A US official told the AP news agency it appeared to have been a suicide and not terrorism-related.
The US National Transportation Safety Board said the crash in East Hartford was "the result of an intentional act".
Local media reported the two men on board had been fighting for control of the Piper PA-34 Seneca.
The Jordanian flight student has been identified as Feras Freitekh, 28.
US officials said he had been living in a Chicago suburb and was not known to the intelligence agencies.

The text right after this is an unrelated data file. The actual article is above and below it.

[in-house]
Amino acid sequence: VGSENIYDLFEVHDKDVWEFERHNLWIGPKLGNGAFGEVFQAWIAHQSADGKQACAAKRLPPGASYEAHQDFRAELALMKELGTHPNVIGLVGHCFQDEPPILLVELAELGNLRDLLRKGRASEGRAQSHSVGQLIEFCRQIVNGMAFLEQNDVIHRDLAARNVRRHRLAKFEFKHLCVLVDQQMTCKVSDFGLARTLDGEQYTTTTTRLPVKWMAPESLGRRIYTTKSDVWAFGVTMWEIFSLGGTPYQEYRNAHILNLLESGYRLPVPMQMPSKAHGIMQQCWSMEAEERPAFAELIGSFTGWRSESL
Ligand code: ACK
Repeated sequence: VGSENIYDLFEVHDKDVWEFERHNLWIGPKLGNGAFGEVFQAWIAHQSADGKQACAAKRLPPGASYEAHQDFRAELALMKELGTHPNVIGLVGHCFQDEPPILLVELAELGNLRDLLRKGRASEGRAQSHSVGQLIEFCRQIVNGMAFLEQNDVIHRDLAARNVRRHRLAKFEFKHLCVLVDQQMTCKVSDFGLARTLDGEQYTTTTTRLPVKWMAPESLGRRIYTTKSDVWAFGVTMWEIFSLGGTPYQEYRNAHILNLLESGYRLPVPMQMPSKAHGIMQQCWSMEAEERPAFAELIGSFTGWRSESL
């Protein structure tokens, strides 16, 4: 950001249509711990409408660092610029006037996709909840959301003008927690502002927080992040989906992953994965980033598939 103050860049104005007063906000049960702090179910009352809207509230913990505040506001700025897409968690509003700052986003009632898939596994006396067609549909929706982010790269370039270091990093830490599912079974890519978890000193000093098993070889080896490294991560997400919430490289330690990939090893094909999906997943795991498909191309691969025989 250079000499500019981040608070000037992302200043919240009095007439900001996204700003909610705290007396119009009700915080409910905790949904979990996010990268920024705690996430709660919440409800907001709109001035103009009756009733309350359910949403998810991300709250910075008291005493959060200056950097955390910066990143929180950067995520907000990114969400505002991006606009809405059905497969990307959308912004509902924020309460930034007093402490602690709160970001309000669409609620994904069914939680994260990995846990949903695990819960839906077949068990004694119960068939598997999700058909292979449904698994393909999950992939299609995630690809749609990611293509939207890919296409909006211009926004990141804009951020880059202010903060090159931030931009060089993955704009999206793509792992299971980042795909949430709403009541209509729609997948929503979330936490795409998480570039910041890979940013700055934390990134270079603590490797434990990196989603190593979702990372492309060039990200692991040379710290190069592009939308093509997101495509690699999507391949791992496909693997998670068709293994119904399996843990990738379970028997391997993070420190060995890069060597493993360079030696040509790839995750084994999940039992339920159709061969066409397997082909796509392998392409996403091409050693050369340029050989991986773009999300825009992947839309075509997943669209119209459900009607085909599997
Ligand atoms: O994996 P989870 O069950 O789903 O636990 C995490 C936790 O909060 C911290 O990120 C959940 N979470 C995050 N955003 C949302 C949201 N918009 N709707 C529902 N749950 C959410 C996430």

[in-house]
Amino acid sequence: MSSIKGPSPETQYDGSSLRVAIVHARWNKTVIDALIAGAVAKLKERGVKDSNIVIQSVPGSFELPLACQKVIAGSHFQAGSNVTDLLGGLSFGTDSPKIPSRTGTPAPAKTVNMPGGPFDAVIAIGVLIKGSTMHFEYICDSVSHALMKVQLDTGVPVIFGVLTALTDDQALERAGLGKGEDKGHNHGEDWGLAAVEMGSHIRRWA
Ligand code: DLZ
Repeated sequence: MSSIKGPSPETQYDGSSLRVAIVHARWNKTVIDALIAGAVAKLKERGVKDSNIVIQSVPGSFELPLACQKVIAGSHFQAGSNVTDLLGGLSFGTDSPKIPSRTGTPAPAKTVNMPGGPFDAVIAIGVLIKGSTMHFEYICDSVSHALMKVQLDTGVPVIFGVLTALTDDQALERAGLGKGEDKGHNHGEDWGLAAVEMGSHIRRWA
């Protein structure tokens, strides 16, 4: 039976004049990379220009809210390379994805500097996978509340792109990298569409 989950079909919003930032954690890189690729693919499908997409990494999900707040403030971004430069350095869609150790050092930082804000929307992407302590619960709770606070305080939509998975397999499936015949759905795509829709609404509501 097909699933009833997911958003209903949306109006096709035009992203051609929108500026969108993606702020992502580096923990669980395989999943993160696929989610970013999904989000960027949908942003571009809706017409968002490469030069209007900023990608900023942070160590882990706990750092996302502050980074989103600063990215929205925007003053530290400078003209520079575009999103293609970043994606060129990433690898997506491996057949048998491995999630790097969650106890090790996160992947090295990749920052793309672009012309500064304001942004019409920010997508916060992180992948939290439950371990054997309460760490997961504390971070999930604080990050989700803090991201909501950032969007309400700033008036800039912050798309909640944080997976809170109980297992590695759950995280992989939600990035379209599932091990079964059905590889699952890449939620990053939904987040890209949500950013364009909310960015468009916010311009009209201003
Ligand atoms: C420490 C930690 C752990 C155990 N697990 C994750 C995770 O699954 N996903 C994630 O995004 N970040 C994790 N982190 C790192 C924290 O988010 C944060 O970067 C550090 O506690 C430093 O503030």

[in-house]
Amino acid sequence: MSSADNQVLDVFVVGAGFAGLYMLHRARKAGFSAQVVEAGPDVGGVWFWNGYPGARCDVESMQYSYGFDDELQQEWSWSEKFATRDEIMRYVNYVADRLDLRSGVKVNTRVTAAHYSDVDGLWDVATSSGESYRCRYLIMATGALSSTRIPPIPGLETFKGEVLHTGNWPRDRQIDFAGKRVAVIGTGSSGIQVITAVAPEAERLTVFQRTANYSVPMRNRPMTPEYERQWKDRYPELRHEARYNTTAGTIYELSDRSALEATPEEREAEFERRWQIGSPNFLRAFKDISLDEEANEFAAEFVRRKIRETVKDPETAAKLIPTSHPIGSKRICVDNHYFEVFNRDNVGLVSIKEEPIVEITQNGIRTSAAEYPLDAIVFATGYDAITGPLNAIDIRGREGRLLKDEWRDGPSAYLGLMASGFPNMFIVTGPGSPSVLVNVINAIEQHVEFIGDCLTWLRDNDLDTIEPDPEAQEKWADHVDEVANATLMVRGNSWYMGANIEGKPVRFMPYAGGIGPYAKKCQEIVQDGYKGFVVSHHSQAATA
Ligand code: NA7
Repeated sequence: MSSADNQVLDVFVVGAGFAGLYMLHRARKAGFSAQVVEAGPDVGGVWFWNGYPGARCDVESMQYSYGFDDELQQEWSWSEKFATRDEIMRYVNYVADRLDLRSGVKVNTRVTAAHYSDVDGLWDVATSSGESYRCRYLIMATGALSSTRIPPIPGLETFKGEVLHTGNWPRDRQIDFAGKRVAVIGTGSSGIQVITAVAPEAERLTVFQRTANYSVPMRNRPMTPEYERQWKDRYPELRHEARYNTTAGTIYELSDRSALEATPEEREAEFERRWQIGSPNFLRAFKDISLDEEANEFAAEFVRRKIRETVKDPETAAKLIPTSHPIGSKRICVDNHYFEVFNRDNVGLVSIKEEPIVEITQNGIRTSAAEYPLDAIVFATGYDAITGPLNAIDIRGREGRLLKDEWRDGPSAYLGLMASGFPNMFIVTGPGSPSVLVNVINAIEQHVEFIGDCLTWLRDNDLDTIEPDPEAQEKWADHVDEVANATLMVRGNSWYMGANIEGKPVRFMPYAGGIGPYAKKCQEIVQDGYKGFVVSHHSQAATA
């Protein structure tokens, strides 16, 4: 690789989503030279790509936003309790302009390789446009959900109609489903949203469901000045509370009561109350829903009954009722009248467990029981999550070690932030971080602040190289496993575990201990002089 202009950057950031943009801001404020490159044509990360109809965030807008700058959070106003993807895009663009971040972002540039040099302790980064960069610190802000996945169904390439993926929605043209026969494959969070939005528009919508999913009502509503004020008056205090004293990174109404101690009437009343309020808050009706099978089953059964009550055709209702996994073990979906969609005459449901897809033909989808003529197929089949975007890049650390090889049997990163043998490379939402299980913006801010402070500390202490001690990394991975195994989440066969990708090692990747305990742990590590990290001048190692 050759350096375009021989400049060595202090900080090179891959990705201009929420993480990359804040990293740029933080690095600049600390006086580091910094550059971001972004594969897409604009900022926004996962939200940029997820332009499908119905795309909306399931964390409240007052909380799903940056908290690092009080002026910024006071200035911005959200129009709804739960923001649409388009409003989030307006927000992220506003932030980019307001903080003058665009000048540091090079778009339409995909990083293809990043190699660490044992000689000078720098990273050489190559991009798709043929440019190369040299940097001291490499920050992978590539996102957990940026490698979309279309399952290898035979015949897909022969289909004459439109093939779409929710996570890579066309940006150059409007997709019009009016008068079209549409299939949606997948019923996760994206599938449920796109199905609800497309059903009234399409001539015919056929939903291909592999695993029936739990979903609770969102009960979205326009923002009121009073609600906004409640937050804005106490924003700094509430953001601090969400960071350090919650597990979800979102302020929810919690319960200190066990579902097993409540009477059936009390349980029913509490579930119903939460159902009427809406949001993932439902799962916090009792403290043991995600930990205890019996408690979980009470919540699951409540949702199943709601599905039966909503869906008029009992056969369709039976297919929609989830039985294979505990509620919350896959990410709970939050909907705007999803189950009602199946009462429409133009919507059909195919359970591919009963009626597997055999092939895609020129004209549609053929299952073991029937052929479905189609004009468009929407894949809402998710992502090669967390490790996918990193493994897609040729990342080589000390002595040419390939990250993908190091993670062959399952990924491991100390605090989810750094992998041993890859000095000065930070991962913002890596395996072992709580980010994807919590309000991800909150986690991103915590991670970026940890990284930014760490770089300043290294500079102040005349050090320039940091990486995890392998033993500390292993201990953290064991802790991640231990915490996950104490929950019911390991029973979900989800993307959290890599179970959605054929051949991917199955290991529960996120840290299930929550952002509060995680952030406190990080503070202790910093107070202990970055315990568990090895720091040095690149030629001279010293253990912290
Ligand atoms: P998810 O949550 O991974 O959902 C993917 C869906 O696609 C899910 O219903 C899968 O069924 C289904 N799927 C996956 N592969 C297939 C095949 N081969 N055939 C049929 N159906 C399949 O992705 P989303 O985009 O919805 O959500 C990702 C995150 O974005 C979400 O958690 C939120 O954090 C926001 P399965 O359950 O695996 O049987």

Instructor Arian Prevalla - who was badly burned but survived - is said to have told police there was an altercation in the cockpit during their training flight and he was unable to regain control from the student pilot.
He described Freitekh as disgruntled about learning to be a pilot, the official said.
The twin-engine aircraft crashed onto a busy road near jet-engine maker Pratt & Whitney's headquarters.
No one else was injured but a woman driving with her three daughters narrowly avoided colliding with the plane, Reuters reported.